That's the question: How does the extraordinary movie director Kathryn Bigelow, 57, know so much about the alpha male, the Universal Soldier, Sgt. Rock, Joe Palooka, John Wayne, what have you? Clearly she does and her career, remarkable in the canon, is intertwined with his sweat: She probes him, puzzles over him, tries to understand, even love the fellow many women would dismiss as a dinosaur, that hulking chunk of testosterone on the hoof called the Hero.

And she's made what is certainly her best and one of the best movies on the subject of the guy: "The Hurt Locker," which is about one such specimen who could be cop, paratrooper, Navy SEAL, bank robber, fighter pilot or running back, but happens to be a bomb disposal technician in Baghdad during the hottest days of the late war, when things were blowing up all over the place and it was up to a guy with the nerves of a bullfighter to disassemble the intricate, lethal gizmos called "improvised explosive devices." Or die trying.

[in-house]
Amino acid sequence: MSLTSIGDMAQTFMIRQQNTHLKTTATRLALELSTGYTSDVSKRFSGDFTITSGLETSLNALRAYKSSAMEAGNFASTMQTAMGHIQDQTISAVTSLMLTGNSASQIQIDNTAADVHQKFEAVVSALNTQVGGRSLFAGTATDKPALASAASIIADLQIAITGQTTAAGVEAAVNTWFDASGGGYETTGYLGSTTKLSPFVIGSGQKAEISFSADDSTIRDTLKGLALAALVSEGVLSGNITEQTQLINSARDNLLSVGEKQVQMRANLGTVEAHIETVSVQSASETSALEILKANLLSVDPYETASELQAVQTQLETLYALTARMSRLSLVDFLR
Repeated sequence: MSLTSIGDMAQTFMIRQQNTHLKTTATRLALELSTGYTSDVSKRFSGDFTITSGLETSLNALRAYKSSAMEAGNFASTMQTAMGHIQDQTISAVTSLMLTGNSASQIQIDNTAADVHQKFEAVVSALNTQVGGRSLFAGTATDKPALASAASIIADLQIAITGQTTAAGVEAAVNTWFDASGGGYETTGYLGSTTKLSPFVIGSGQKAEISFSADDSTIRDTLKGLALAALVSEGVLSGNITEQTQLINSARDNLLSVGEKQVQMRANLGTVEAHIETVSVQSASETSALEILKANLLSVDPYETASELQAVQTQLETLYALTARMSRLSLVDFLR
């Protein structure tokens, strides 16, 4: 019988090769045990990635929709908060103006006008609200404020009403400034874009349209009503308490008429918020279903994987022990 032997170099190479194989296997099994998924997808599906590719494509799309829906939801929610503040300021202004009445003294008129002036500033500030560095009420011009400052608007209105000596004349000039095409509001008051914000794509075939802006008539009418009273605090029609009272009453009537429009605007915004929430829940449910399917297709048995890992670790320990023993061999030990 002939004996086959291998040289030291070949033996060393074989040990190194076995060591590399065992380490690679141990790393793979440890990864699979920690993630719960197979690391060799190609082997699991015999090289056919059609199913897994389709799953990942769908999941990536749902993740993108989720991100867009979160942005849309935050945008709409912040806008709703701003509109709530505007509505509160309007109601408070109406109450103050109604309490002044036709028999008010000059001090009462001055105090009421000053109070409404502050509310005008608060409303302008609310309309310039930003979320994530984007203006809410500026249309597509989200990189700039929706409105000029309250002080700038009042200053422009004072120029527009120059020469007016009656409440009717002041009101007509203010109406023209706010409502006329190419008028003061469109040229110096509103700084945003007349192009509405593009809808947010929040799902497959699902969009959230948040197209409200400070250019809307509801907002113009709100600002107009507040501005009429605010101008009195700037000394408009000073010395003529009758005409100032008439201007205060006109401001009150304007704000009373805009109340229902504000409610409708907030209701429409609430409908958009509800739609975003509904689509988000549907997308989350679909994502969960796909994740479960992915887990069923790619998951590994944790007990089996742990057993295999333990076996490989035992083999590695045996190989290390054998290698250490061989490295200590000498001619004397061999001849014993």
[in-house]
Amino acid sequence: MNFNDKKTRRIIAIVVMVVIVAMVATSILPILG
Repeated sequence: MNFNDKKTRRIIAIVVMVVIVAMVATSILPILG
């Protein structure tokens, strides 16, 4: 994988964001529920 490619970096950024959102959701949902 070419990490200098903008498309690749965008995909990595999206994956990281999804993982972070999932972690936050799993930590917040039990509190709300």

"I suppose I'm drawn to them," Bigelow says. "It makes sense when it's all connected -- " she's talking about her other alpha vehicles, like "Point Break," "K-19: The Widowmaker" and "Blue Steel" -- "into some kind of pattern. But at the time I didn't think about it."